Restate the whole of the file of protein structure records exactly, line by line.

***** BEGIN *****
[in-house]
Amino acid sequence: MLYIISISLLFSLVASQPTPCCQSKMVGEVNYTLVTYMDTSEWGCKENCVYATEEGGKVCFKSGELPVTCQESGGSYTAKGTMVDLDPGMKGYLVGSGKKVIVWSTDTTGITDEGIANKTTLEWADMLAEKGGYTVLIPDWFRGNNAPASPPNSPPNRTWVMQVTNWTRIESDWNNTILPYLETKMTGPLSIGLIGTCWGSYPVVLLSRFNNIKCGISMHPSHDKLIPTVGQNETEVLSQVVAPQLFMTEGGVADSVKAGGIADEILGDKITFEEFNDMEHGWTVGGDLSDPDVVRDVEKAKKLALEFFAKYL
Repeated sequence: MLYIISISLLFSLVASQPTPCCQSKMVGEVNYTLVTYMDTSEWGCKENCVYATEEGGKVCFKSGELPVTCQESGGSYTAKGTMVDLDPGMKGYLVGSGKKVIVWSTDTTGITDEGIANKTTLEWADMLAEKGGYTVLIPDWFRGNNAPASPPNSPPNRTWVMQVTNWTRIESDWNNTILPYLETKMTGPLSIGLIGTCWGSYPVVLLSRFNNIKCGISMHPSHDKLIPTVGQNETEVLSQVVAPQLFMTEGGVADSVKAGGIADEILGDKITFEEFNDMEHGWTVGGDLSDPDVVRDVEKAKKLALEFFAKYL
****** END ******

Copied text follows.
[in-house]
Amino acid sequence: MLYIISISLLFSLVASQPTPCCQSKMVGEVNYTLVTYMDTSEWGCKENCVYATEEGGKVCFKSGELPVTCQESGGSYTAKGTMVDLDPGMKGYLVGSGKKVIVWSTDTTGITDEGIANKTTLEWADMLAEKGGYTVLIPDWFRGNNAPASPPNSPPNRTWVMQVTNWTRIESDWNNTILPYLETKMTGPLSIGLIGTCWGSYPVVLLSRFNNIKCGISMHPSHDKLIPTVGQNETEVLSQVVAPQLFMTEGGVADSVKAGGIADEILGDKITFEEFNDMEHGWTVGGDLSDPDVVRDVEKAKKLALEFFAKYL
Repeated sequence: MLYIISISLLFSLVASQPTPCCQSKMVGEVNYTLVTYMDTSEWGCKENCVYATEEGGKVCFKSGELPVTCQESGGSYTAKGTMVDLDPGMKGYLVGSGKKVIVWSTDTTGITDEGIANKTTLEWADMLAEKGGYTVLIPDWFRGNNAPASPPNSPPNRTWVMQVTNWTRIESDWNNTILPYLETKMTGPLSIGLIGTCWGSYPVVLLSRFNNIKCGISMHPSHDKLIPTVGQNETEVLSQVVAPQLFMTEGGVADSVKAGGIADEILGDKITFEEFNDMEHGWTVGGDLSDPDVVRDVEKAKKLALEFFAKYL